One of the most common abuses of Adderall is by college students who use it as a study aid. Source: cooldailyinfographics.com
As a full-time college student and part-time retail employee, Caitlyn spreads herself pretty thin, leaving little room for time to do homework and to keep a social life, a concept many college students can relate to.
In order to get work done more efficiently, Caitlyn, 21, turned to the help of prescription medication.
Medications used for study aides, like Adderall, have become a familiar presence on college campuses. Prescribed to those with Attention Deficit Hyperactivity Disorder, a disorder where the person has problems with hyperactivity, attention or impulsive actions. Adderall is favored among college students for its ability to aid with concentration.
“I was taking an online class and it was a lot of reading and I just couldn’t focus,” Caitlyn said. “My friend told me, ‘Oh, you know, one time I took Adderall and it really helped me focus.’ She told me if I ever needed some, to let her know.”
Last summer, her online history class challenged her ability to focus and with pressure to succeed, Caitlyn bought two pills for $10 from a friend.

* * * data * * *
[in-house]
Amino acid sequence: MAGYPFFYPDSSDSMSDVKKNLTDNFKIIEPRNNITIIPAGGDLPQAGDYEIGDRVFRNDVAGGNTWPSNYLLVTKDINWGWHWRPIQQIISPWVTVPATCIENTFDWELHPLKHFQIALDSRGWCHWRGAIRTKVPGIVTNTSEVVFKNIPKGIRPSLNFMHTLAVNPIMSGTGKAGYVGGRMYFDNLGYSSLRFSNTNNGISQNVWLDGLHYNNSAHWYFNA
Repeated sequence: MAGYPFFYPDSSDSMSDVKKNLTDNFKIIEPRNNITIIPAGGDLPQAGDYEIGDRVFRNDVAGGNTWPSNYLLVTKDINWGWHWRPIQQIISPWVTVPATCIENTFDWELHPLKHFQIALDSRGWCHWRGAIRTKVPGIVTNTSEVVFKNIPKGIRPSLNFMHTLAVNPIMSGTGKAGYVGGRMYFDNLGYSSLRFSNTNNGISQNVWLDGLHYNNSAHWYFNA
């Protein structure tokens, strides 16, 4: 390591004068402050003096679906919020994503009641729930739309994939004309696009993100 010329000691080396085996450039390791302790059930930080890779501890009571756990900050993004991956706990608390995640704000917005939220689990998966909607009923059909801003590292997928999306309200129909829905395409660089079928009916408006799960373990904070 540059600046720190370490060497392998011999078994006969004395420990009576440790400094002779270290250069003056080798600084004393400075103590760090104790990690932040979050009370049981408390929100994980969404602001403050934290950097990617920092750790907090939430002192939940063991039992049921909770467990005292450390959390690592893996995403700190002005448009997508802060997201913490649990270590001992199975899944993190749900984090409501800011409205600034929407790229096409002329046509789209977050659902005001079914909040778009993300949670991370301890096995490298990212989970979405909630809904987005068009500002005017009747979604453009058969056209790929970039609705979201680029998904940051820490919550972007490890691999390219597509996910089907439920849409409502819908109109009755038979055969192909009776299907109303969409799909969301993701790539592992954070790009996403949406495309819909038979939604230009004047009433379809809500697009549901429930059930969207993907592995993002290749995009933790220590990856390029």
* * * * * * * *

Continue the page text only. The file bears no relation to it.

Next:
“I can’t remember what dosage I took. It wasn’t high, but wasn’t low either,” she said. “She knew I didn’t take it as much, so she gave me a lower dosage. She was using it to party, but I was only using it for school.”
After she took the pill, she waited 30 minutes for it to take effect.
“I waited and then started doing my homework. It helped me get really focused and I think it actually worked because I was able to finish a lot faster,” she said. “It would always take me so long and I would always be so exhausted, I wouldn’t be able to finish. This made me stay up and stay on task.”
Barton Blinder, clinical professor in the psychiatry department at the University of California, Irvine, School of Medicine, explained exactly what effects the drug has.
“For individuals with ADHD, it increases dopamine in the areas of the brain that promote regulation and inhibition of over-activation and over-stimulation, enabling focused attention and reduction of restlessness,” Blinder said. “A person without ADHD would be more alert, anxious and sleepless with Adderall.”
Caitlyn experienced some of those effects.
“I could feel it coming down, but it wasn’t a negative effect,” Caitlyn said. “Even though I was done, I was still up from the pill, but I didn’t crash.”
Joni, 22, also had a similar reaction to Adderall.
“It can make you fidgety and anxious… the longer and the more you do, the worse it gets,” she said. “It causes insomnia because it keeps you awake.”
However, Joni’s reasons for trying the drug aren’t school related. One of Adderall’s side effects is reduced appetite, which she used to get in shape.
“I think I started using it to lose weight. I know it’s an amphetamine, so it lessens your appetite,” Joni said.
As explained by Blinder, side effects are reduced appetite, insomnia, muscle tics, growth retardation in children, anxiety, mania and psychosis when abused.
Although not originally taken for that purpose, Joni used Adderall for her homework as well.